1 Corinthians 10:13
For we do not have a high priest who cannot sympathize with our weaknesses (of sin), but one who has been tempted in all things as we are, yet without sin. Let us therefore draw near with confidence to the throne of grace, that we may receive mercy and may find grace to help in time of need (when we are carried away and enticed by our own lust).
If God rescued righteous Lot, oppressed by the sensual conduct of unprincipled men (for by what he saw and heard that righteous man, while living among them, felt his righteous soul tormented day after day with their lawless deeds), then the Lord knows how to rescue the godly from temptation.
2 Peter 2:7-9
Let us also consider that our deliverance from temptation or testing seems conditional upon our previous perseverance and obedience. Here are both a positive and negative example from Scripture:
And to the angel of the church in Philadelphia write: “…Because you have kept the word of My perseverance, I also will keep you from the hour of temptation (or testing), that hour which is about to come upon the whole world, to tempt (test) those who dwell upon the earth.”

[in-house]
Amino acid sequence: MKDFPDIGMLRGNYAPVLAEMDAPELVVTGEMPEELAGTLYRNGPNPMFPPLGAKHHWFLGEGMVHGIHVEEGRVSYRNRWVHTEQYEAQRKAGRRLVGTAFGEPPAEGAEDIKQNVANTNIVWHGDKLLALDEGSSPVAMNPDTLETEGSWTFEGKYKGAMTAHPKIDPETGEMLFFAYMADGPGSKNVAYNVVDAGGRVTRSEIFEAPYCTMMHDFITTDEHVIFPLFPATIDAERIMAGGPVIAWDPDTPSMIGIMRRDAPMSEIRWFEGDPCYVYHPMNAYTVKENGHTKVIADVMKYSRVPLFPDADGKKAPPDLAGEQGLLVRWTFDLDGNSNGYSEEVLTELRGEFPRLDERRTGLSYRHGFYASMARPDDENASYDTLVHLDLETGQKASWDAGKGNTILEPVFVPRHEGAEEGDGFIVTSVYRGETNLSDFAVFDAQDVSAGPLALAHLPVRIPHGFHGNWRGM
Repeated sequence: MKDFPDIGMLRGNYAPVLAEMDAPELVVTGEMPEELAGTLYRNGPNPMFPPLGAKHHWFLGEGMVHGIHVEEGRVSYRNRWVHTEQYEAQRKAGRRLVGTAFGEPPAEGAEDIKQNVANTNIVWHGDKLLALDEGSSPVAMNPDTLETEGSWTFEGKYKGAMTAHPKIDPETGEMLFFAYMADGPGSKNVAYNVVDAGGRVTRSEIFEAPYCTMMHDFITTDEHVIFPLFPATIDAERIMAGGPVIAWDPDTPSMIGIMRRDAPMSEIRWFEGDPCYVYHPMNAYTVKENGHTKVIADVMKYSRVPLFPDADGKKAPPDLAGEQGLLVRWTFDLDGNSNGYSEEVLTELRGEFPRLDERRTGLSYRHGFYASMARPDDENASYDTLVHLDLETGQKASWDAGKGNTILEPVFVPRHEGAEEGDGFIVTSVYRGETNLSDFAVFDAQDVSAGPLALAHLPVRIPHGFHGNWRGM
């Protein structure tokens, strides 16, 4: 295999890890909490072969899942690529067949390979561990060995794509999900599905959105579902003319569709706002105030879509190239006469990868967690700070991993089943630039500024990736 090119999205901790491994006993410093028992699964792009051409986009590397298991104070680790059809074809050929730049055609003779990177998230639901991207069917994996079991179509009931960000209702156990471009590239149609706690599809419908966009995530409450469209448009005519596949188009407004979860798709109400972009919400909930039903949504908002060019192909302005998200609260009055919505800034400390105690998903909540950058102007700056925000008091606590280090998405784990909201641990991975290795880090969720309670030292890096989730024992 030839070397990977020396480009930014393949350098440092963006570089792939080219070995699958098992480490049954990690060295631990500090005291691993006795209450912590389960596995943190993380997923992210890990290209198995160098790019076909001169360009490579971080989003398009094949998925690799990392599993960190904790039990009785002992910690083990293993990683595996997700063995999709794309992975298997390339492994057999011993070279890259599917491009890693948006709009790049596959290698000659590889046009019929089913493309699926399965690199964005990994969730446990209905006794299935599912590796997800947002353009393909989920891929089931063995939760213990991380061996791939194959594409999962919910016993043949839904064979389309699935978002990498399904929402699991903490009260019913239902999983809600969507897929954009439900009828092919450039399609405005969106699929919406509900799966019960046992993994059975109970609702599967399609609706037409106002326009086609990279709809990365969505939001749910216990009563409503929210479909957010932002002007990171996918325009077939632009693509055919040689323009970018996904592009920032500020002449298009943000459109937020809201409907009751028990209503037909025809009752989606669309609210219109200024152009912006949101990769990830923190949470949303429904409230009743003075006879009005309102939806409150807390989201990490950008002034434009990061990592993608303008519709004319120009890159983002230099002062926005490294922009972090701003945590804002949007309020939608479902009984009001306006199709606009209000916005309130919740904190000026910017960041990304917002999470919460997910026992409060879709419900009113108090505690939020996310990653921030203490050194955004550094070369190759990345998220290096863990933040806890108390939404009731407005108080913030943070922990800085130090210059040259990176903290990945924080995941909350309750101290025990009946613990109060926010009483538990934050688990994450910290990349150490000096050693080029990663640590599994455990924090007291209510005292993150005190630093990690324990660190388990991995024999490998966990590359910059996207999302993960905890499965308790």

The anger of the LORD burned against Israel, and he said, “Because this nation has transgressed My covenant which I commanded their fathers, and has not listened to My voice, I also will no longer drive out before them any of the nations which Joshua left when he died, in order to test Israel by them, whether they will keep the way of the LORD to walk in it as their fathers did, or not.” So the LORD allowed those nations to remain, not driving them out quickly; and He did not give them into the hand of Joshua.
Now these are the nations which the LORD left, to test Israel by them (that is, all who had not experienced any of the wars of Canaan; only in order that the generations of the sons of Israel might be taught war, those who had not experienced it formerly). These nations are: the five lords of the Philistines and all the Canaanites and the Sidonians and the Hivites who lived in Mount Lebanon, from Mount Baal-hermon as far as Lebo-hamath. And they were for testing Israel, to find out if they would obey the commandments of the LORD, which He had commanded their fathers through Moses.